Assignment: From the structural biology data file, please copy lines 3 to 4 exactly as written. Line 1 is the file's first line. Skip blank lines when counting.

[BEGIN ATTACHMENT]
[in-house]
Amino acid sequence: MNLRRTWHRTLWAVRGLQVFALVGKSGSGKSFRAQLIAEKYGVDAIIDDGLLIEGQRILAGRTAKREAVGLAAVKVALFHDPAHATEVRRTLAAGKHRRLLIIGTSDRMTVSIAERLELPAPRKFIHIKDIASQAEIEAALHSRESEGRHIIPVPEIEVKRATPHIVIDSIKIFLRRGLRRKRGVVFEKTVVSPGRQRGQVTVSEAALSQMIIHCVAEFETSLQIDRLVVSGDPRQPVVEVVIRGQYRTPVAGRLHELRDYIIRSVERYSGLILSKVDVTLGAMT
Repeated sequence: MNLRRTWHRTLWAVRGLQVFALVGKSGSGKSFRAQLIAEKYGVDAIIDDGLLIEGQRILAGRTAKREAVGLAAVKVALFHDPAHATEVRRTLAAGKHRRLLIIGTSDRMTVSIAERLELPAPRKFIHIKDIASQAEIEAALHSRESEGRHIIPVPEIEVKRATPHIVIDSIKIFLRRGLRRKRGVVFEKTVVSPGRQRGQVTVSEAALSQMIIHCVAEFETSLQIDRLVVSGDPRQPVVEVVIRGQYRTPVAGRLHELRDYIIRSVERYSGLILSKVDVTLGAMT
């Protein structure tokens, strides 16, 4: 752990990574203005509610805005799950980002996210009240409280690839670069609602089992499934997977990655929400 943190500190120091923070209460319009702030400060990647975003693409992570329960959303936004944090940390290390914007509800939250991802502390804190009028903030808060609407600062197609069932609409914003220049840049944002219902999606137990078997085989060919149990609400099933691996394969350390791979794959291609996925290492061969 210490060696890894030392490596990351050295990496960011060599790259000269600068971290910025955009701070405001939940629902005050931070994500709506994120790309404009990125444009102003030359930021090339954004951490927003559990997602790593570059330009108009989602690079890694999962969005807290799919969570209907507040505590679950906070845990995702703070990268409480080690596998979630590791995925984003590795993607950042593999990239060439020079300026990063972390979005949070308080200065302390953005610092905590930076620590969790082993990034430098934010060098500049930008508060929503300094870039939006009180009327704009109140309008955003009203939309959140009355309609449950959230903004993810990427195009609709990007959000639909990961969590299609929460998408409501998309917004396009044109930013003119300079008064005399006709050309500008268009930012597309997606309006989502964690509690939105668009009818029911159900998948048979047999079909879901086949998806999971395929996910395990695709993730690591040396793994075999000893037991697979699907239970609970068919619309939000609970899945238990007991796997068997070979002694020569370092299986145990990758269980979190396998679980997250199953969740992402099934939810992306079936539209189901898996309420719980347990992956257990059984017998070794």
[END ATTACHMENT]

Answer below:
Repeated sequence: MNLRRTWHRTLWAVRGLQVFALVGKSGSGKSFRAQLIAEKYGVDAIIDDGLLIEGQRILAGRTAKREAVGLAAVKVALFHDPAHATEVRRTLAAGKHRRLLIIGTSDRMTVSIAERLELPAPRKFIHIKDIASQAEIEAALHSRESEGRHIIPVPEIEVKRATPHIVIDSIKIFLRRGLRRKRGVVFEKTVVSPGRQRGQVTVSEAALSQMIIHCVAEFETSLQIDRLVVSGDPRQPVVEVVIRGQYRTPVAGRLHELRDYIIRSVERYSGLILSKVDVTLGAMT
């Protein structure tokens, strides 16, 4: 752990990574203005509610805005799950980002996210009240409280690839670069609602089992499934997977990655929400 943190500190120091923070209460319009702030400060990647975003693409992570329960959303936004944090940390290390914007509800939250991802502390804190009028903030808060609407600062197609069932609409914003220049840049944002219902999606137990078997085989060919149990609400099933691996394969350390791979794959291609996925290492061969 210490060696890894030392490596990351050295990496960011060599790259000269600068971290910025955009701070405001939940629902005050931070994500709506994120790309404009990125444009102003030359930021090339954004951490927003559990997602790593570059330009108009989602690079890694999962969005807290799919969570209907507040505590679950906070845990995702703070990268409480080690596998979630590791995925984003590795993607950042593999990239060439020079300026990063972390979005949070308080200065302390953005610092905590930076620590969790082993990034430098934010060098500049930008508060929503300094870039939006009180009327704009109140309008955003009203939309959140009355309609449950959230903004993810990427195009609709990007959000639909990961969590299609929460998408409501998309917004396009044109930013003119300079008064005399006709050309500008268009930012597309997606309006989502964690509690939105668009009818029911159900998948048979047999079909879901086949998806999971395929996910395990695709993730690591040396793994075999000893037991697979699907239970609970068919619309939000609970899945238990007991796997068997070979002694020569370092299986145990990758269980979190396998679980997250199953969740992402099934939810992306079936539209189901898996309420719980347990992956257990059984017998070794």